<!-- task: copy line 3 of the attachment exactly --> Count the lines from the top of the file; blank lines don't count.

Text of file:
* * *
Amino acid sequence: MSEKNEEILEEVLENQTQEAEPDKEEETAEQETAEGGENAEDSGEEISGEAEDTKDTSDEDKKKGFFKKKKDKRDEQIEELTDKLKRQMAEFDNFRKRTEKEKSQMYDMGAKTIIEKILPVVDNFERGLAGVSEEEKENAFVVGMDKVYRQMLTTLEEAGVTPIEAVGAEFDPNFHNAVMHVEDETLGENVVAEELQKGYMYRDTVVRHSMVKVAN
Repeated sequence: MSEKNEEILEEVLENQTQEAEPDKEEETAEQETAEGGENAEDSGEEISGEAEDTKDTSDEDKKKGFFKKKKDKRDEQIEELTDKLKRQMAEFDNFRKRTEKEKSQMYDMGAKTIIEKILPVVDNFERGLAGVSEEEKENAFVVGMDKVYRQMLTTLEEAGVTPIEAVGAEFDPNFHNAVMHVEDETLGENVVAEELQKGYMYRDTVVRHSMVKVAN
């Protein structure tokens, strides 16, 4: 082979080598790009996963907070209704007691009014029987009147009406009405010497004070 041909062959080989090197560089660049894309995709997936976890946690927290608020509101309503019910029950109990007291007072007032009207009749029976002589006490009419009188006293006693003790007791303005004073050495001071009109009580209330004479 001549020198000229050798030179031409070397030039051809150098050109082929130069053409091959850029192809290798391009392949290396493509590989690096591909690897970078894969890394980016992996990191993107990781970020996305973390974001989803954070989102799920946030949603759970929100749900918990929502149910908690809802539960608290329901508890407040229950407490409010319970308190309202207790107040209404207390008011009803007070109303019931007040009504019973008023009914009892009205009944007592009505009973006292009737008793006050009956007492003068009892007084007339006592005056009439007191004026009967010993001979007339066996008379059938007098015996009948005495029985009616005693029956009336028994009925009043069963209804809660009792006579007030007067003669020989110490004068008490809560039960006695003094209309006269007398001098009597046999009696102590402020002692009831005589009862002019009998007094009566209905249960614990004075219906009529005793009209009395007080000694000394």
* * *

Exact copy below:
């Protein structure tokens, strides 16, 4: 082979080598790009996963907070209704007691009014029987009147009406009405010497004070 041909062959080989090197560089660049894309995709997936976890946690927290608020509101309503019910029950109990007291007072007032009207009749029976002589006490009419009188006293006693003790007791303005004073050495001071009109009580209330004479 001549020198000229050798030179031409070397030039051809150098050109082929130069053409091959850029192809290798391009392949290396493509590989690096591909690897970078894969890394980016992996990191993107990781970020996305973390974001989803954070989102799920946030949603759970929100749900918990929502149910908690809802539960608290329901508890407040229950407490409010319970308190309202207790107040209404207390008011009803007070109303019931007040009504019973008023009914009892009205009944007592009505009973006292009737008793006050009956007492003068009892007084007339006592005056009439007191004026009967010993001979007339066996008379059938007098015996009948005495029985009616005693029956009336028994009925009043069963209804809660009792006579007030007067003669020989110490004068008490809560039960006695003094209309006269007398001098009597046999009696102590402020002692009831005589009862002019009998007094009566209905249960614990004075219906009529005793009209009395007080000694000394």